PHUKET: Tuk-tuks, jet-skis, dirty water and bad publicity abroad once again topped the agenda at the sixth “Honorary Consuls Meeting with Local Authorities” at Phuket Provincial Hall yesterday afternoon.
Governor Tri Augkaradecha opened the proceedings by apologizing for some “inappropriate language” by some attendees at the previous gathering in February.
He also promised to keep the meetings short by inviting only the heads of relevant agencies.
Notably absent from yesterday’s gathering were Patong Deputy Mayor Chairat Sukkaban, who at the previous meeting gave a spirited defense of the pricing structure used by tuk-tuks in Patong, and Phuket Marine Transport Office chief Phuriphat Teerakulpisut, who denied there were any “dark influences” in the island’s jet-ski rental industry.
After welcoming visiting Australian Ambassador James Wise, the discussion soon turned to the scheduled airing in Germany in three weeks’ time of an episode of the popular show We Save Your Vacation.
The show contains footage of tourists allegedly swimming in Kata and Karon as untreated sewage discharged into the sea floated around them.
The story featured on the front page of the Phuket Gazette‘s May 7 issue.
Karon Municipality chief administrator Weerasak Anakewongsawad told the hearing that the discharge in Kata, near the Kata Beach Resort, was not the result of illegal discharge by hotels, as alleged in the German documentary.
Rather, it was the result of a lengthy power cut at a nearby sewage treatment substation that left operators no choice but to release the untreated water into the sea.
Karon Municipality is currently seeking a budget to buy a back-up generator to prevent a recurrence, he said.
As for the situation at Nong Harn Lake (Karon Park), Pimook Sonmee from Southern Thai Consulting said the growth of seaweed in the canal might have been confused with pollution.
Discharge from the nearby treatment plant has been tested by an independent party every two months since the tsunami and the result has always come back within standards, he said.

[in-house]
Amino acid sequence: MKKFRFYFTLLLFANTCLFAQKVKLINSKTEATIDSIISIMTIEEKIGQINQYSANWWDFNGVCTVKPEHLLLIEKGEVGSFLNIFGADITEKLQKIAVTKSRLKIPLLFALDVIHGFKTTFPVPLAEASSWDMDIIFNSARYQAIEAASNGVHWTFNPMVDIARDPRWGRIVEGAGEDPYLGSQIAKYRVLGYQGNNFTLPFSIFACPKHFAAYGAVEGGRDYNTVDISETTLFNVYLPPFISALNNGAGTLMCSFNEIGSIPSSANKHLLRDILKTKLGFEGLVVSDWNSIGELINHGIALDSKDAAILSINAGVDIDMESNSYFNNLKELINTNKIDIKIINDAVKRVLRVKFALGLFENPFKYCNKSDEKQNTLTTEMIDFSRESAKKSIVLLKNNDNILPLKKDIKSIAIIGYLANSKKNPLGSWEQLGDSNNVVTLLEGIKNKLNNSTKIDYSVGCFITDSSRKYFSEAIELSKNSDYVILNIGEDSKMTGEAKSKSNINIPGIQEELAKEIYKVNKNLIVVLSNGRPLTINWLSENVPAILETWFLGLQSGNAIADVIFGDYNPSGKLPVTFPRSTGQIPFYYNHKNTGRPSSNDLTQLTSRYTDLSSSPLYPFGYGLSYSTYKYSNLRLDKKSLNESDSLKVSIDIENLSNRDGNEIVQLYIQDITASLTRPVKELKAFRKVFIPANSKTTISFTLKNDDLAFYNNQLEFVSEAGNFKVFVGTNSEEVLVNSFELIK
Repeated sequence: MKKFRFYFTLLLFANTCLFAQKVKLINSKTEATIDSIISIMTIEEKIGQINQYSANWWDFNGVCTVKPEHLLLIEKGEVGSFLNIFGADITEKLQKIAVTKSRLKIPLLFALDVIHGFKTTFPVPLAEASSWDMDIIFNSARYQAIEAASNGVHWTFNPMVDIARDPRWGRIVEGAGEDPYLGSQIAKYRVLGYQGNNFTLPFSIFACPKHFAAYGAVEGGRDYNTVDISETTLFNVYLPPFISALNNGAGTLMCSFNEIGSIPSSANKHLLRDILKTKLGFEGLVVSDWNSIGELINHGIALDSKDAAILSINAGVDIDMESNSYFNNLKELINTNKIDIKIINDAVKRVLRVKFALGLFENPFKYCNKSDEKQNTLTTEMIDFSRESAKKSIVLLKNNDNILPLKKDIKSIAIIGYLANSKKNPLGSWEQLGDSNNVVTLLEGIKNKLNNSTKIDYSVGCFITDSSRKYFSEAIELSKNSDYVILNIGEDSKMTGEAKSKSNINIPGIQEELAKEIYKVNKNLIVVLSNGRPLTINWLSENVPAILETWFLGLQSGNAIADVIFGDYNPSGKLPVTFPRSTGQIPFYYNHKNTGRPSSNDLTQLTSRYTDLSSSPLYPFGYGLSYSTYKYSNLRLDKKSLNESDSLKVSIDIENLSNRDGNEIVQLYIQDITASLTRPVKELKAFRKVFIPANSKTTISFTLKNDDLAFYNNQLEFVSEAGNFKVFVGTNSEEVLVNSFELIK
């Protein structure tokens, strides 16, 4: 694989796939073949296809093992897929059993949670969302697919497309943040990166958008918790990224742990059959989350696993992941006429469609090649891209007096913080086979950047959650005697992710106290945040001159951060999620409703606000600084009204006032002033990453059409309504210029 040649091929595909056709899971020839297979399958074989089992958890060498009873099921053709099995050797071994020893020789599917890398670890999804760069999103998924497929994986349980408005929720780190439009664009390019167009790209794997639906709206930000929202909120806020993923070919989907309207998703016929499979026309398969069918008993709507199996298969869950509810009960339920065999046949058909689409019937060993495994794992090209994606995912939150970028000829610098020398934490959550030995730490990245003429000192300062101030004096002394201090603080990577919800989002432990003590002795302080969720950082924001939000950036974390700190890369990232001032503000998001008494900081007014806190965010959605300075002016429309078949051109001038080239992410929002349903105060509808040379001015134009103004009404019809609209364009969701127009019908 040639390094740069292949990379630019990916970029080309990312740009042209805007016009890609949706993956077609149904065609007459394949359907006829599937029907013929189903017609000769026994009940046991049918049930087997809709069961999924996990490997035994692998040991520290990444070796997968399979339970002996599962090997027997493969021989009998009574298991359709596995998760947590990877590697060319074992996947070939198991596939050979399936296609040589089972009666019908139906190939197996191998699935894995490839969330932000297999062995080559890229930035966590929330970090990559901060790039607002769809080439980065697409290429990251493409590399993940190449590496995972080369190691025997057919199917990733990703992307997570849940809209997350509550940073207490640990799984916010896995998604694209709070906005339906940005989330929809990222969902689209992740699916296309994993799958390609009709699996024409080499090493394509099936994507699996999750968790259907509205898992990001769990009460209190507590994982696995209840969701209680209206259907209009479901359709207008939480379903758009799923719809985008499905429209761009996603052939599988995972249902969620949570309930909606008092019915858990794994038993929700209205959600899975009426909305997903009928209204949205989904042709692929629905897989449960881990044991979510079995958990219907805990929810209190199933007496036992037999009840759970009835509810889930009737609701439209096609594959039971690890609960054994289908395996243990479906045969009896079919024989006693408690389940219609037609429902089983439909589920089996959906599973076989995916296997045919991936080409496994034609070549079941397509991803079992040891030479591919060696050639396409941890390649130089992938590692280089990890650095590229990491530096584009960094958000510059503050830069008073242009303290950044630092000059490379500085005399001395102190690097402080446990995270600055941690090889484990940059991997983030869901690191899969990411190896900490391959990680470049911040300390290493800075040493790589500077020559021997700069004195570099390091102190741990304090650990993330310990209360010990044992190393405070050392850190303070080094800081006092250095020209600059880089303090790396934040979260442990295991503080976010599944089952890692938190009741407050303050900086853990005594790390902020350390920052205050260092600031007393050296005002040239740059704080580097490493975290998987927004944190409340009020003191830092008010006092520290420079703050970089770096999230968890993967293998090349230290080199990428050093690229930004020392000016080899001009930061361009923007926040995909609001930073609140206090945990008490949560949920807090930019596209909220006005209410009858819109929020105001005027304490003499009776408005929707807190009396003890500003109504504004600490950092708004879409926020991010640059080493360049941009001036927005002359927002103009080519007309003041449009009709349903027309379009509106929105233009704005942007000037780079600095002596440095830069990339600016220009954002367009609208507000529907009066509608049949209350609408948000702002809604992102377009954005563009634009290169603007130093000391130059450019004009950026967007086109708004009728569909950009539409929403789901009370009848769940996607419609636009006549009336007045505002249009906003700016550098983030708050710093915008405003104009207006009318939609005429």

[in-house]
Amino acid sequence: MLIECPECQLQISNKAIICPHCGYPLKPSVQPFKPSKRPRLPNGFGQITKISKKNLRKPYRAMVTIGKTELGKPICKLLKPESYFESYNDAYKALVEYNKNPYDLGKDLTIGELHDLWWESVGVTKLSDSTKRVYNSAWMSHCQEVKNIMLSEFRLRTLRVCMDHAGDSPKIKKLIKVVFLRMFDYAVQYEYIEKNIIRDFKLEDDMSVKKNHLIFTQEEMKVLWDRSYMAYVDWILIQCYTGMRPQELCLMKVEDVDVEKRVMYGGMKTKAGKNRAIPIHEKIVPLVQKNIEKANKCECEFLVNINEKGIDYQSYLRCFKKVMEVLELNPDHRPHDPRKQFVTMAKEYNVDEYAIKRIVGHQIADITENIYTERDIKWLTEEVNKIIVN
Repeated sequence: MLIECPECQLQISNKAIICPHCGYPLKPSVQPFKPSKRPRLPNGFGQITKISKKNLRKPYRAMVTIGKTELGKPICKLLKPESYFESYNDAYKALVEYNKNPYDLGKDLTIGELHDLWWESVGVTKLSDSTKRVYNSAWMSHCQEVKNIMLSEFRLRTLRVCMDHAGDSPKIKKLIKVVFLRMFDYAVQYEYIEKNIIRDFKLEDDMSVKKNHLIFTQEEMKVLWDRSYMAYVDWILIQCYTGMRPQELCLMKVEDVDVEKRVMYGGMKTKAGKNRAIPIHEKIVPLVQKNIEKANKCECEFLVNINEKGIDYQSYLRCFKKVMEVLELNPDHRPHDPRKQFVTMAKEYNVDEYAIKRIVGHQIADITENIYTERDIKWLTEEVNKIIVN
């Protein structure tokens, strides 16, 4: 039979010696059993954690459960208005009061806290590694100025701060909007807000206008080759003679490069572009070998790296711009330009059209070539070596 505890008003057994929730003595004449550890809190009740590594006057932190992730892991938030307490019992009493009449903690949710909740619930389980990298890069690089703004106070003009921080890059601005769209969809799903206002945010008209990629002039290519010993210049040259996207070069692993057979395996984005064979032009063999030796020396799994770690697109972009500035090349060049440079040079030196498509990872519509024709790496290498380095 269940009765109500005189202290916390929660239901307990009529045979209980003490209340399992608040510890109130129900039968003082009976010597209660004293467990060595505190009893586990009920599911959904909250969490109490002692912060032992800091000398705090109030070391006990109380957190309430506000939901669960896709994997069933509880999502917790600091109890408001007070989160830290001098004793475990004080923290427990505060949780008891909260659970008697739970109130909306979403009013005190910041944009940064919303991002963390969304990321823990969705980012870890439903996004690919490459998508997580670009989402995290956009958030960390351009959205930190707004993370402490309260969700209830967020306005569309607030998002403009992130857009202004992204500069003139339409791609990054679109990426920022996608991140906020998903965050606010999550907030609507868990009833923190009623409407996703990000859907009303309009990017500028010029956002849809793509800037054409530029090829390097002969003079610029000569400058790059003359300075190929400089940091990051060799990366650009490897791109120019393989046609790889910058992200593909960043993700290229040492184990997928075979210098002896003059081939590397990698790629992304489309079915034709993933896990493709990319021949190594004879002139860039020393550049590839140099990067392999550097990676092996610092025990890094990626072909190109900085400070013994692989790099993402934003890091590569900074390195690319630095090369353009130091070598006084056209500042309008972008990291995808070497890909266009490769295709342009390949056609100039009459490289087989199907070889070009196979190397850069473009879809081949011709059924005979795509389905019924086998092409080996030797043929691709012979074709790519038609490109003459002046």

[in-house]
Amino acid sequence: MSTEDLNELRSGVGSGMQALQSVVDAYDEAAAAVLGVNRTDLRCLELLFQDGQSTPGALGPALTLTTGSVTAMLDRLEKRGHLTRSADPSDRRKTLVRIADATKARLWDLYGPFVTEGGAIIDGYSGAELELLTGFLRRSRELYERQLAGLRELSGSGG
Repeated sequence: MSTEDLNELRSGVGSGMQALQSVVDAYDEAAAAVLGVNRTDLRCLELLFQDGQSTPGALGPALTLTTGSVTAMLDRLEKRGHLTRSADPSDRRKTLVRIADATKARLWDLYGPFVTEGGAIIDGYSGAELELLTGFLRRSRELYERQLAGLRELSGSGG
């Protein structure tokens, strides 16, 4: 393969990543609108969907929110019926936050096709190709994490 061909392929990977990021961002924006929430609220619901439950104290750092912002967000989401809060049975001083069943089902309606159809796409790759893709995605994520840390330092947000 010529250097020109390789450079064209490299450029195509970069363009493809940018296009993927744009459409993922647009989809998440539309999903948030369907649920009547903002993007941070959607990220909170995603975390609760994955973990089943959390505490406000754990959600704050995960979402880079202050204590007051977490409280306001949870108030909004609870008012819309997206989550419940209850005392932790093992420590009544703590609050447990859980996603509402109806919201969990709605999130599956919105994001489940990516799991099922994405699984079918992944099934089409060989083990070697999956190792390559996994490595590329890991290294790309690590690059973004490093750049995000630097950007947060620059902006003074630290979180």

Mr Pimook noted that the treatment plant is now at or near its maximum capacity of 6,000 cubic meters a day, and that some parts of Karon, especially newly-developed areas, fall outside the catchment area.
Noting that the German documentary is scheduled to air in just three weeks, Phuket Provincial Administration Organization President Paiboon Upatising called for immediate action to mitigate the damage.
It is crucial to provide the right information quickly so the filmmakers can update the episode’s content before it airs, he said.
Phuket Vice Governor Weerawat Janpen suggested contacting the Tourism Authority of Thailand (TAT) Office Director in Germany, Suwalai Pinpradup, to help set the record straight using her contacts there.
Ms Suwalai, whose previous posting was at the TAT office in Phuket, should be well aware of the potential damage such a program could cause, he said.
The provincial office had already sent a preliminary letter asking for action, Gov Tri said.
German honorary consul Dirk Naumann said the German media should be invited here to see the situation for themselves and report the truth.
For more on the many topics discussed at the consuls’ meeting, pick up a copy of the Phuket Gazette newspaper due out Friday afternoon. Digital subscribers click here to download the full issue.
— Stephen Michael Fein
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